How Can I Find a Good Startup Idea?

So what do you do if you don’t have an idea?  Many people want to have an idea, to become an entrepreneur, with visions of being their own boss, and making lots of money (for them or others). But how do you find a good idea? 

The way to get startup ideas is not to try to think of startup ideas. It's to look for problems, preferably problems you have yourself. – Paul Graham, Y Combinator

The best way to find a good idea is to try and solve a specific problem or pain you have.  Look at what is out there, see if there are others with the same problem, and see if you can actually develop and build a solution.  If you have a problem, and that problem is shared by others, you may be on to something.  If no one else shares your problem, or it is not a big enough problem, you may find that there will not be the market for your solution.   You need to make sure to ask lots of different people, not just your friends and family (who invariable say, “That’s a good idea”, in order to not hurt your feelings).  It is better to have a small group of users who really want your solution, than a large group of users who are only mildly interested.

Paul Graham, of Y Combinator, summarises this point beautifully:

When you have an idea for a startup, ask yourself: who wants this right now? Who wants this so much that they'll use it even when it's a crappy version one made by a two-person startup they've never heard of? If you can't answer that, the idea is probably bad.

Other points to consider when finding startup ideas:

What do you need? Ideas come from where there is need, whether in a current job or in your daily life.  Understand your peers and see if they have the same need.

Think Big.  Is your idea scalable?  Have a target, which may be quite narrow to start, but be able to broaden your scope as your idea develops.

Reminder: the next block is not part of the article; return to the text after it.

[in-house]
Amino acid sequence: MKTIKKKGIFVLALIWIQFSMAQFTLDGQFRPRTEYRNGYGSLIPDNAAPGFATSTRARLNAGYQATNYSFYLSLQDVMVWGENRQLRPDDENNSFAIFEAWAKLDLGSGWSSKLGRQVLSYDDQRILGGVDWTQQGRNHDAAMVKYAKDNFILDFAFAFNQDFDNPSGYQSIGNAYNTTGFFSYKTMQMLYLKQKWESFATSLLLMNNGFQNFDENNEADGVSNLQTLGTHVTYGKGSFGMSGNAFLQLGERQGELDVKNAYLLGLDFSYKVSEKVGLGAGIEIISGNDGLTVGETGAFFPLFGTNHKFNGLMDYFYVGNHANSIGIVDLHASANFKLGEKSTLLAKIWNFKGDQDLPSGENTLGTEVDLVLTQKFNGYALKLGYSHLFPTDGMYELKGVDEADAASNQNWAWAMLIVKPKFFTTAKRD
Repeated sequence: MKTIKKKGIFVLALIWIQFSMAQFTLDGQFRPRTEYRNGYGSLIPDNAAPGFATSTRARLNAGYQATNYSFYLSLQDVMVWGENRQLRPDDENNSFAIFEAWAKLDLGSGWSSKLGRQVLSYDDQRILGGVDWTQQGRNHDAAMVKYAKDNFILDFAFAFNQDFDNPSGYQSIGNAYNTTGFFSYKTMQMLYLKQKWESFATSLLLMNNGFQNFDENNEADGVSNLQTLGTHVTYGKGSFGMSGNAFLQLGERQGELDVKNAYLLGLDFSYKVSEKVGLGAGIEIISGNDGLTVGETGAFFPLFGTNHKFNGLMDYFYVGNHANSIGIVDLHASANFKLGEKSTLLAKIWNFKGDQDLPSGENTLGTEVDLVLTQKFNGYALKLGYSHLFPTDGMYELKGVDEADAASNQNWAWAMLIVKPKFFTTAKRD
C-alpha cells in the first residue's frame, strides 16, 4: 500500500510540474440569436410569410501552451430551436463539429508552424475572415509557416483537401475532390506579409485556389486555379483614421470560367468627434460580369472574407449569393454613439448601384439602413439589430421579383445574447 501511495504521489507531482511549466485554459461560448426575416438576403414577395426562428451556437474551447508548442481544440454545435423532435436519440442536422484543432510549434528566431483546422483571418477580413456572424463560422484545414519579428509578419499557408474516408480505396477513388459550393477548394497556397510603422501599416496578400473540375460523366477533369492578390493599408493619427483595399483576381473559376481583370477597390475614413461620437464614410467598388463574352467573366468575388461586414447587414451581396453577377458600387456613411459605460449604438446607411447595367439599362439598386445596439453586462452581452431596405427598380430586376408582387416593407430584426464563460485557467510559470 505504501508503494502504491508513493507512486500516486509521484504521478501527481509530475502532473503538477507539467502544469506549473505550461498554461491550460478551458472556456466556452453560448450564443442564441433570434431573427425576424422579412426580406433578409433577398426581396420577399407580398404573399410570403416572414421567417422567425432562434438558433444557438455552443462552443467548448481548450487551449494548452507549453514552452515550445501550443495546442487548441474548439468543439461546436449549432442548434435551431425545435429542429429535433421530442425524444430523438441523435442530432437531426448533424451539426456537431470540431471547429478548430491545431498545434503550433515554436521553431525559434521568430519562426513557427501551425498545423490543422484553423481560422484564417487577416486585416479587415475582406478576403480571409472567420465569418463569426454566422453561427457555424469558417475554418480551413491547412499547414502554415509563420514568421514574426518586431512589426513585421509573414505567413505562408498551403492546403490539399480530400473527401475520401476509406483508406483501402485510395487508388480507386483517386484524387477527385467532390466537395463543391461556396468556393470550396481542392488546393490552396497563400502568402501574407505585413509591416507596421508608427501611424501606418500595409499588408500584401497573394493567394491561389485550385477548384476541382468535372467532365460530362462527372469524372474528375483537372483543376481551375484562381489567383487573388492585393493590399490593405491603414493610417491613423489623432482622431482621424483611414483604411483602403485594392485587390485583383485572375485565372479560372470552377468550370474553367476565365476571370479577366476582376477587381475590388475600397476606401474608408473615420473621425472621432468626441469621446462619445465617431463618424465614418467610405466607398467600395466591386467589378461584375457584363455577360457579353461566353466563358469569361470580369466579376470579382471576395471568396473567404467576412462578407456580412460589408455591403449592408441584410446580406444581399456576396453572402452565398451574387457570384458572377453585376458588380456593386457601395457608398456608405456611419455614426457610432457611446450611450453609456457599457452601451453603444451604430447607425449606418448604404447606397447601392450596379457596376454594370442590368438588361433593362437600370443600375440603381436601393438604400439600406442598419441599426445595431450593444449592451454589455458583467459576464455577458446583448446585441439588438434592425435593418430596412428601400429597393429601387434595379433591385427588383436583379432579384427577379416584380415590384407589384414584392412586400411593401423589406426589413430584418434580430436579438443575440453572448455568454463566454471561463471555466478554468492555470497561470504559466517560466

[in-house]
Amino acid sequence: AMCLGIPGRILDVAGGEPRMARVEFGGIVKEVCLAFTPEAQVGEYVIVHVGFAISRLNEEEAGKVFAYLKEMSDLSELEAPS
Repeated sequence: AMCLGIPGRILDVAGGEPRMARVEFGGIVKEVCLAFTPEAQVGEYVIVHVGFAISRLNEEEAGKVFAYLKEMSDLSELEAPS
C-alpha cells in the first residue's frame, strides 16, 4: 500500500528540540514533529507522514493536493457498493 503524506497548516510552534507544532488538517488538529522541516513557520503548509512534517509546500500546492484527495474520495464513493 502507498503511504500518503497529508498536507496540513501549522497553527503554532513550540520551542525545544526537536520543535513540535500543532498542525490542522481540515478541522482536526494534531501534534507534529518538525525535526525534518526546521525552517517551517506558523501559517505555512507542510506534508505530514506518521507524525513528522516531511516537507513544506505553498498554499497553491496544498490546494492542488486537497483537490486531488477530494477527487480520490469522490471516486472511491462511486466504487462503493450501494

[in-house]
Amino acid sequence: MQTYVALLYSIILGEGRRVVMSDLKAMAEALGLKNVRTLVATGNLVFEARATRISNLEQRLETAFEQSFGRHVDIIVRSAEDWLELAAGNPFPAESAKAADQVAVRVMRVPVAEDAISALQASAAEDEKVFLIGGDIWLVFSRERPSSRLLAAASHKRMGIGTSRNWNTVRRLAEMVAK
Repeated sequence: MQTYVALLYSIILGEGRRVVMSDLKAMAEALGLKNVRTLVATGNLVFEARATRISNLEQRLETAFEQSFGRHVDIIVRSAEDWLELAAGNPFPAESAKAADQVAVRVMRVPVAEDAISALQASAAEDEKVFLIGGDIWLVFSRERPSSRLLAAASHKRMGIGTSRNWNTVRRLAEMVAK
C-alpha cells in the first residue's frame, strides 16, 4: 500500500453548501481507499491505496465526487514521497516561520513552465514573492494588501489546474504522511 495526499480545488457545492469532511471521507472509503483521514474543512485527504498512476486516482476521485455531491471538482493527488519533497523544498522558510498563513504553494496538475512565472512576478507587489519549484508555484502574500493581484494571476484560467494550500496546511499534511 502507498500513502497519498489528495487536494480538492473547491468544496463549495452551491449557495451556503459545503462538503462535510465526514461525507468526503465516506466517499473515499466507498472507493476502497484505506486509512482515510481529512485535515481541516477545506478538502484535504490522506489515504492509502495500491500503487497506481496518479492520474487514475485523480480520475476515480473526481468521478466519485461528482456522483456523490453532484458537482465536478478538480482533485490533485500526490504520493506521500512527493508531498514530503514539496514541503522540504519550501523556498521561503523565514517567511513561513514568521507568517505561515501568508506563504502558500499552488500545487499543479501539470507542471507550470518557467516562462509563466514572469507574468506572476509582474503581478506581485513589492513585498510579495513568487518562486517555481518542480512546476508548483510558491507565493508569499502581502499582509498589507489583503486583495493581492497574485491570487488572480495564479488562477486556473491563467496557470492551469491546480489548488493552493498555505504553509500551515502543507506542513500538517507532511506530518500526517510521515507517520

Be the kind of person who has great ideas.  Be good in your field, so you can find and exploit the gaps.  Live and breathe in the field you want to create a startup, and you’ll begin to notice the opportunities. Live in the future, and then build what's missing.

Be a techie.  Now this doesn't apply to everyone, but you’ll stand a much better chance of getting a tech startup off the ground if you know what you’re talking about.  Also being about to create revisions on your own means you will get to a MVP (Minimum Viable Product) much quicker.  Hack as often as you can.

Open your eyes.  Notice what’s there, and find what’s missing.  It may be obvious, or you may need to look hard, but it will be there.  Be curious, ask questions, observe.  If it bothers you, look into it.  You might be on to something.

Give yourself time.  Rome wasn’t built in a day, and good ideas need time to bake.  Just be ready.

Learn by doing.  If you want to be an entrepreneur, get out there and do something.  Get involved in cool projects, programming, interdisciplinary events.  Broaden your mind and meet people from all backgrounds.  Go to work in a seemingly unrelated field.

Don’t be afraid of competition.  It means you’re on to something.  Unless your competition has the market cornered completely with a very satisfied customer base, there is always room for one more.  Look at what they are doing, and make it better.


Follow these points, and you stand a good chance of noticing the obvious.

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